All male citizens 21 years old who could read and write, or who paid taxes amounting to 500 reis yearly, had the parliamentary franchise, except convicts, beggars, undischarged bankrupts, domestic servants, workmen permanently employed by the state and soldiers or sailors below the rank of commissioned officer.
Many of these are decorated with inscriptions and bas-reliefs, some of which commemorate the battle on the Zuider Zee in 1573, in which the Beggars defeated the Spaniards under Count Bossu.
The capture of Brill and of Flushing in 1572 by the Sea- William Beggars led to the submission of the greater part of of Orange Holland and Zeeland to the authority of the prince Stad- of Orange, who, as stadholder, summoned the states holder.
Perquisites, offices, frced loans were multiplied to such a point that a critic of the times, Guy Patin, facetiously declared that duties were to be exacted from the beggars basking in the sun.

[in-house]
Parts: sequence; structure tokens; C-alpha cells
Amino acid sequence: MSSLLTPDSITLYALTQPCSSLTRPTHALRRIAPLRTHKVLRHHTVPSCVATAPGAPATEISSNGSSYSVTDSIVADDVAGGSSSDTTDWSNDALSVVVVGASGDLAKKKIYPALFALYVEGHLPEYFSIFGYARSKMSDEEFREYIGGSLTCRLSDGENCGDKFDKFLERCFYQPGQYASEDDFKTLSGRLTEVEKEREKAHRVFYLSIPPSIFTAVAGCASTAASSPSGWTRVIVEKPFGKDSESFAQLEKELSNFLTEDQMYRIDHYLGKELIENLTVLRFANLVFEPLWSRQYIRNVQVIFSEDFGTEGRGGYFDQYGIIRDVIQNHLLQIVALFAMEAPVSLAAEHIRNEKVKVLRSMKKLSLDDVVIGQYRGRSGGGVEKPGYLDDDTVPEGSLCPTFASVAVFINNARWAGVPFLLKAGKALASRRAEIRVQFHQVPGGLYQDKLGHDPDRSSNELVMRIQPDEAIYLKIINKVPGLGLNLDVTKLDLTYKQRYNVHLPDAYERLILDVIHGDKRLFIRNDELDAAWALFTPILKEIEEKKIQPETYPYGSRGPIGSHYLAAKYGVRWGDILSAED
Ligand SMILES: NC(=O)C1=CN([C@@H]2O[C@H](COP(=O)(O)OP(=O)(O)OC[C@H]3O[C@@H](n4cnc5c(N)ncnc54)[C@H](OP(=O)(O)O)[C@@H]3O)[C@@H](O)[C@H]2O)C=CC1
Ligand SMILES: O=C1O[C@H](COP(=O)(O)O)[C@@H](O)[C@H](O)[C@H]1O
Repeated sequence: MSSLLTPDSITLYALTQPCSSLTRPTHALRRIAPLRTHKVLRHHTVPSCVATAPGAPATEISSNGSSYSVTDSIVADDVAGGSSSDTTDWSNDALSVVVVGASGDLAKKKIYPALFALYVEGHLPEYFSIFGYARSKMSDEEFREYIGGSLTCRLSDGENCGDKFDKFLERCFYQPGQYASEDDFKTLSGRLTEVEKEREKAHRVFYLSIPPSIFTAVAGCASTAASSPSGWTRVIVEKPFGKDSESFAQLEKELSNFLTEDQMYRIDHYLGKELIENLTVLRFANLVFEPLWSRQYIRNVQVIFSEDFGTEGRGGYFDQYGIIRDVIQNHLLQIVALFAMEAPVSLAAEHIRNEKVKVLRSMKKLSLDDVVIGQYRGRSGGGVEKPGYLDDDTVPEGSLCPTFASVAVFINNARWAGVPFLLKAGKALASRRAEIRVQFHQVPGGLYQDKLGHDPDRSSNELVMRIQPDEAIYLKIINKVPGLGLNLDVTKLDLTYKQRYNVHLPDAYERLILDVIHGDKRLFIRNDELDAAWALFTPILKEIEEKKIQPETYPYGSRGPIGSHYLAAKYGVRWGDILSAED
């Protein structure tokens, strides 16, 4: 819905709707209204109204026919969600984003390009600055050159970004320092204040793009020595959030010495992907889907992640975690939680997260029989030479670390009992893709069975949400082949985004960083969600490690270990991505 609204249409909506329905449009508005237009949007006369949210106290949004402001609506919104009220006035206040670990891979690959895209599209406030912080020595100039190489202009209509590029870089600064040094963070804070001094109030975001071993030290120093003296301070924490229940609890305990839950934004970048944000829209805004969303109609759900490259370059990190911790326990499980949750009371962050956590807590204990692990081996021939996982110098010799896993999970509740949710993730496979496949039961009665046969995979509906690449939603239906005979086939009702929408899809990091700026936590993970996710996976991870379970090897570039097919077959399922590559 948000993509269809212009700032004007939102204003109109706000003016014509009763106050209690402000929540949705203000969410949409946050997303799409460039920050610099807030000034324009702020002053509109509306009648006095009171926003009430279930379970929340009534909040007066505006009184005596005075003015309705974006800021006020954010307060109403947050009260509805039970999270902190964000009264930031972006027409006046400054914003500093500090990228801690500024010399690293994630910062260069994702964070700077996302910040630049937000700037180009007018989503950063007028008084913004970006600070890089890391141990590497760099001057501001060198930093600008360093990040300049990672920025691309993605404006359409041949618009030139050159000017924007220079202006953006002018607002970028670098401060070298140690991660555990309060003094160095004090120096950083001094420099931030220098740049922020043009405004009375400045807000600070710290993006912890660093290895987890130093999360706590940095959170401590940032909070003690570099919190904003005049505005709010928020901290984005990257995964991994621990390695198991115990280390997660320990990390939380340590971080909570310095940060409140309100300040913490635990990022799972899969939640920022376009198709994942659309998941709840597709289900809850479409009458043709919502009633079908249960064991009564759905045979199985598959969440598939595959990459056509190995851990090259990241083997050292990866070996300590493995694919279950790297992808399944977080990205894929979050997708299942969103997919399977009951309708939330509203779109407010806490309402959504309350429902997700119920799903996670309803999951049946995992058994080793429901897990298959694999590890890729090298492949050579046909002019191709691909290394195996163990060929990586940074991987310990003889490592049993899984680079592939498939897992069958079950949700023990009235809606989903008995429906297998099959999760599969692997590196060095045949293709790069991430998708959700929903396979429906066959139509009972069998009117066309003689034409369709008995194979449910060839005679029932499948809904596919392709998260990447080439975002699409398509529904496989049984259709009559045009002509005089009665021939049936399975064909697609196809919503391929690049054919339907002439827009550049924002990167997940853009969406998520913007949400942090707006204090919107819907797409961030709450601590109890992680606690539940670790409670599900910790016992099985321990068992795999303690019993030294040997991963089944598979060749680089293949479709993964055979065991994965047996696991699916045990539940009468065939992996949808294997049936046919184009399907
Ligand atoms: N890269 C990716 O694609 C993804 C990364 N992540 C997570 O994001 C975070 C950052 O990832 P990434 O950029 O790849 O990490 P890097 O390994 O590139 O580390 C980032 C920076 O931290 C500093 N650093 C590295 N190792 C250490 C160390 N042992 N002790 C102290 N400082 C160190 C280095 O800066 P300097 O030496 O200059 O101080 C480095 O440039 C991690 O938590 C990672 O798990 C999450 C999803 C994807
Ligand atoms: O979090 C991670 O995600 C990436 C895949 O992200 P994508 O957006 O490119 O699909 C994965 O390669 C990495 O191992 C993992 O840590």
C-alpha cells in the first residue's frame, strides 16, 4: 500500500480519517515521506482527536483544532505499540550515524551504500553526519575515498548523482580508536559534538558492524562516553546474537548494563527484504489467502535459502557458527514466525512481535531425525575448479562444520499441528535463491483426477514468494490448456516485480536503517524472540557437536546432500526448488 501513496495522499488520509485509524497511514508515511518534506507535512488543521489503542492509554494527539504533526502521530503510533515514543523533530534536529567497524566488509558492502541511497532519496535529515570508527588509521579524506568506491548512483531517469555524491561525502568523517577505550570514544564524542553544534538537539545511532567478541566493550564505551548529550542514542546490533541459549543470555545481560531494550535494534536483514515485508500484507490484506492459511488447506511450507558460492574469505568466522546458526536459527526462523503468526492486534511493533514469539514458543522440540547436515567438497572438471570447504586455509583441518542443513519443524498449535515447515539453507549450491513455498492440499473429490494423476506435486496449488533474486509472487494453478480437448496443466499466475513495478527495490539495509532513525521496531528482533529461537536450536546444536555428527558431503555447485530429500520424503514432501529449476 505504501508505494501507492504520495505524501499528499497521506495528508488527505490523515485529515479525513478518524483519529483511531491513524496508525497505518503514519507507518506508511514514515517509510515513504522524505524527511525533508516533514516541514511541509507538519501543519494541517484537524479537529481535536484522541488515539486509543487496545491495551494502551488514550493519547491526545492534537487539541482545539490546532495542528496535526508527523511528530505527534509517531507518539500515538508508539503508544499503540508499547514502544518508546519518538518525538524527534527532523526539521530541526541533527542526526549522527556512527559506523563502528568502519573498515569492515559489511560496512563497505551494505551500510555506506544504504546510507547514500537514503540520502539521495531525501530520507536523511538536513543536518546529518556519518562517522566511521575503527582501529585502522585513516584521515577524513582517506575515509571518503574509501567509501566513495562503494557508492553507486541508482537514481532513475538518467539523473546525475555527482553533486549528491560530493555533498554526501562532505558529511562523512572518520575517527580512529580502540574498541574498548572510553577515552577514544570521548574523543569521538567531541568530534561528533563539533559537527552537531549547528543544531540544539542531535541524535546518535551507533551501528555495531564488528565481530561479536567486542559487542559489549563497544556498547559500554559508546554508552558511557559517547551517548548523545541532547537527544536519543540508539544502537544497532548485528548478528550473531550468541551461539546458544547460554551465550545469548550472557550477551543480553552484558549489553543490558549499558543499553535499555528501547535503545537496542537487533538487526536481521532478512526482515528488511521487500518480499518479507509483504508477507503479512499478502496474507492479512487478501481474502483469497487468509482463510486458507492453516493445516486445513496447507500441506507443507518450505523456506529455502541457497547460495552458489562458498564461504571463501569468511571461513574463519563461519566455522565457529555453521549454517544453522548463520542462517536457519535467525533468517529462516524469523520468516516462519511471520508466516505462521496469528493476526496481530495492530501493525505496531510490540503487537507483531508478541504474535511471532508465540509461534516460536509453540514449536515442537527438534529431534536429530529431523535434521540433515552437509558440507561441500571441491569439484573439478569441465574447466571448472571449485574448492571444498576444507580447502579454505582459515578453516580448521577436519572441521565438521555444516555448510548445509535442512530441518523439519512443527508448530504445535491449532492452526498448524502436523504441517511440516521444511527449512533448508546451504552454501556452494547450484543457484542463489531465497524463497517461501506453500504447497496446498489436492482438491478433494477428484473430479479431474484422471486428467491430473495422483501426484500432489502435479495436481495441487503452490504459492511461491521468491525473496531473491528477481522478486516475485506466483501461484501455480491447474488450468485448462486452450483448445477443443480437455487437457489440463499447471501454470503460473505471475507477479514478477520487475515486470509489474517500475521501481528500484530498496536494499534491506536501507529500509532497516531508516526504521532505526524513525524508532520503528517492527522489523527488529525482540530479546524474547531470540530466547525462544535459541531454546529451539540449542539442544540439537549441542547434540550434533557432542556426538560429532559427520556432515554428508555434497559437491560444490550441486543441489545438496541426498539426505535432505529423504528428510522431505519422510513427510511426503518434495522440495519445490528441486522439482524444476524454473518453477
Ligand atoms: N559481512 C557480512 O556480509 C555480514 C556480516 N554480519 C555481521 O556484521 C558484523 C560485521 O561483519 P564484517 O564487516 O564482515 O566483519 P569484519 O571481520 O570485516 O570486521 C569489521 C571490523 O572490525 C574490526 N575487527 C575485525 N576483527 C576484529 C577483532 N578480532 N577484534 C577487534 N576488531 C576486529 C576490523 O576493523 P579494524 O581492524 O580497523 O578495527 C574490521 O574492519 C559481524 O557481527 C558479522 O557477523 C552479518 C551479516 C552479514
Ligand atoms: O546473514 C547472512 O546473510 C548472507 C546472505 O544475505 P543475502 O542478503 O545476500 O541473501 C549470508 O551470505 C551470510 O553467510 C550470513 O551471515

These corsairs, for such they were, were known by the name of Sea-Beggars (Gueux-de-Mer).
At last by a sudden assault the Sea-Beggars seized the town of Brill at the mouth of Capture of n the Maas (April I, 1572).
Finding the usual crowd of beggars before St Peter's, he exchanged his clothes with one of them, and experienced an overpowering joy in spending the day begging among the rest.
By the 15th century in many cases they had utterly sunk in reputation, their obligation to nurse the sick was quite neglected, and they had, rightly or wrongly, acquired the reputation of being mere nests of beggars and women of ill fame.
The chief ceremony, as kept from the early middle ages onwards - the washing of the feet of twelve or more poor men or beggars - was in the early Church almost unknown.
These orders are of very ancient date, owing their establishment to the ancient Hindu rule, followed by the Buddhists, that each "twice-born" man should lead in the woods the life of an ascetic. The second class of Fakirs are simply disreputable beggars who wander round extorting, under the guise of religion, alms from the charitable and practising on the superstitions of the villagers.